That’s a little tougher to deal with, because Kid Rock has made no secret of where his political allegiances lie. He’s an outspoken Republican, and that jars with those who have the opposite opinions. This is going to sting a little but, in his defense, he has every right to hold his opinions. His statements have touched on controversial issues in the past but he’s never sunk to the depths of someone like Nugent in terms of outright buffoonery. Kid Rock might believe in the right to bear arms, for example, but he isn’t racist. That’s important, because he’s been misrepresented in the past. It’s partly his own fault – wearing a confederate flag because he’s a big Skynyrd fan was really, really silly. He might have beliefs that are different to yours and mine, but he’s perfectly free to have those beliefs and, to his great credit he generally doesn’t take them on stage with him. He tells us how much he loves America and God, sure. He states that he believes in hard work and toil, and who can argue with that? Flags unravel behind him, and the show opens with a prayer. Fair enough. That’s what Kid Rock does.
He also does a fuck of a lot more. One thing that he doesn’t ever get enough credit for is taking rap to a whole new audience. He can’t claim to have taken hip-hop to the mainstream – that had already been done. But tonight, there were men and women well into their 70’s standing, head-bobbing and downright enjoying Rock’s straight-up rap tunes. Without Kid Rock, those same people would likely be going to Sammy Hagar shows saying “rap isn’t music, it’s just talking” but here they are waving their hands in the air like they just don’t care.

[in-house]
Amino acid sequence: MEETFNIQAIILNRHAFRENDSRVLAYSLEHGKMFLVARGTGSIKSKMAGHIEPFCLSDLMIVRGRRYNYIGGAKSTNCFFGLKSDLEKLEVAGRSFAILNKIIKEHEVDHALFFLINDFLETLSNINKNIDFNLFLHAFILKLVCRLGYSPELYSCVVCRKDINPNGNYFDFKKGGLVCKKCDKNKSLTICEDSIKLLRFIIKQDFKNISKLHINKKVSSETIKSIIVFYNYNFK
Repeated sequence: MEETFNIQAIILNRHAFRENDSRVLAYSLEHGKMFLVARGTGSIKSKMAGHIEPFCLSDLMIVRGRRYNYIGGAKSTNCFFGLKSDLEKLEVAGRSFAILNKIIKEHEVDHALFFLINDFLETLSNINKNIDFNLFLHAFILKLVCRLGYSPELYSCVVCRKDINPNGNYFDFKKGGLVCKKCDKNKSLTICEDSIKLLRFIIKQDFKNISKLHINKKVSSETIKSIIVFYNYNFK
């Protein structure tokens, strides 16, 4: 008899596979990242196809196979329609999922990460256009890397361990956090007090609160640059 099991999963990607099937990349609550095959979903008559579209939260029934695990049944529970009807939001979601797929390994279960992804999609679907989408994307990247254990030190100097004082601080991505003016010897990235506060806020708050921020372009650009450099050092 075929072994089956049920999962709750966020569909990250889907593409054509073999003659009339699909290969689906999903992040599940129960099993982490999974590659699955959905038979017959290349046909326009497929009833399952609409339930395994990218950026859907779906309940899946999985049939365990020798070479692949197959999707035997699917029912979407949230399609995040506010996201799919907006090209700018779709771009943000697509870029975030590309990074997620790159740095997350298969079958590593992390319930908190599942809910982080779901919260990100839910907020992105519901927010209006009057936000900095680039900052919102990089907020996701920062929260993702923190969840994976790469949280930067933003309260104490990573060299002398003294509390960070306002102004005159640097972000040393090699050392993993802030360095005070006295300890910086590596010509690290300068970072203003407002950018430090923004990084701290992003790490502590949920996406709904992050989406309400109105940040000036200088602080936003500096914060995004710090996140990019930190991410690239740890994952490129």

Kid Rock can rap too. Any purists who claim the contrary are either bitter or silly. The man can rhyme in time (see what I did there?) with the best of them. His singing voice has gotten better with time, and his big rock SCREAM is getting mighty impressive. He’s also a multi-instrumentalist, and his mini-stint on the DJ decks tonight was genuinely good fun.
He plays all of the big tunes that everybody wants to hear. There are lasers and fireworks, confetti and beach balls. The Twisted Brown Trucker band are fucking tight, and Kid Rock stands front and center like the ringmaster. He’s pulled this whacky, varied crowd together and they are all in the palm of his hand. The music shifts from hip-hop to rock to country to funky soul, and it never seems forced. The “All Summer Long” single is crap. Sorry Bob. But the closing “Bawitabawaddywaddy” is a trip. Carnival sirens ring, the explosions lift the roof, the crowd goes wild.
Kid Rock spends a good portion of the show telling us what he is (an American bad ass, Detroit cowboy, real McCoy, devil without a cause, my name is Kiiiiiiiiiiid), what he’s done (drank champagne from the Stanley Cup, met the President half stoned, shaken hands with the Prince of Wales, kissed a girl, etc) and what he likes (Johnny Cash AND Grandmaster Flash, big corn-fed Midwestern ho’s). That’s his shtick. But what he actually is, is the best showman in town.
You can detest Kid Rock with every inch of your being. Go ahead – as the man himself makes a point of telling us, you were born free. Just don’t paint him and his crowd into a tight little box of redneck-edness because that’s simply not the whole story. It’s part of the story, sure. But not the whole story.
Sometimes we want depth and intelligence in music. Sometimes we need the unconstrained fury of Negative Approach or the social commentary provided by Jessica Care Moore. There are occasions when the street-smart rap of Slum Village provides the perfect soundtrack, and others when we need to hear Stevie tell us not to worry about a thing. But every now and again, isn’t it ok to just want a show? To regress to that time in our childhood when fireworks and big anthems gave us goose bumps? I don’t know, make your own decision. Bob Ritchie ain’t losing any sleep.Follow @City_Slang